NoMeansNo: From Obscurity to Oblivion By Jason Lamb with Paul Prescott, 336 pgs.

Mar 19, 2024

To be a person of the punk rock persuasion from Victoria, British Columbia is to have immense pride in our greatest export: NoMeansNo. The band managed to capture minds and fanbases globally with their incredibly unique style of punk rock. The thing is no one really knew the true story (outside of their immediate circle). The band, by design, eschewed press and promotion, opting to engage in a misinformation campaign that’s continued to shroud them in mystery… until now.

When Jason Lamb first told me (yes, most Victorians in punk rock know each other) he was planning to write an oral history of NoMeansNo, I had feelings of excitement mixed with trepidation. It has been tried before—always without cooperation of the band members—and the results always fell a little short. With all four members of the band on board, I knew this was going to be different.

The book is a beautiful, glossy combination of text, photos, gig posters, ticket stubs, betrayal, fear, anger, and hatred.

The oral history format was by far the best way to bring this story to life. Everyone whose life was touched by this band has a story to tell. From band members to fans around the world, the puzzle pieces fell into place. The book is a love letter to Victoria. First and foremost, it needs to be understood just how vital a part the city itself played in NoMeansNo being what it was. It may have been a D.O.A. show that sent Rob and John Wright on their path, but it was their small band of like-minded outsiders that propelled and pushed them to the heights they reached.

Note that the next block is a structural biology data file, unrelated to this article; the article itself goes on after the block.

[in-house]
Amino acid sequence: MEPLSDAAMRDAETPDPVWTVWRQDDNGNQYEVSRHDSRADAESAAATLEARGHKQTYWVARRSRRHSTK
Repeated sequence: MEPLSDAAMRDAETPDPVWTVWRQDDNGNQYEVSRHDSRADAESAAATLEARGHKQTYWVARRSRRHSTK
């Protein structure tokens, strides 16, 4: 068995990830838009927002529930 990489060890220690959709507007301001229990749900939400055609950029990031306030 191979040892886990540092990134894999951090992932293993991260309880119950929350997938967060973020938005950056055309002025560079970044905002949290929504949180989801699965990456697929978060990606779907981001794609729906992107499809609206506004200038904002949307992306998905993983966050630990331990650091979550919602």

It’s amazing to hear the story of the band firsthand, for the first time ever. I remember being a teenager poring over liner notes and fanzine articles trying desperately to get a glimmer of what the band was all about, especially in the years before I finally got to witness them live upon my arrival in Victoria in 1994. Now, the veil of mystery has been lifted, and what remains is a multi-decade-spanning opus of inspiration and hard work. Commitment to the idea. The principles of the band. Changing so many lives in the process. The story in itself is massive and unwieldy, and I tip my hat to Jason and Paul for handling it perfectly.

Reading this was an emotional journey. My heart raced, the hairs on the back of my neck stood up, I even teared up from time to time. The story of NoMeansNo has finally been told in the way it has always needed to be. From 1979 to 2013 the world had NoMeansNo, and while we may never get that experience again, at least we have a massive discography and this book. Remember, two Wrights will always make a WRONG! –Ty Stranglehold (PM Press, PO Box 23912 Oakland, CA 94623, pmpress.org)

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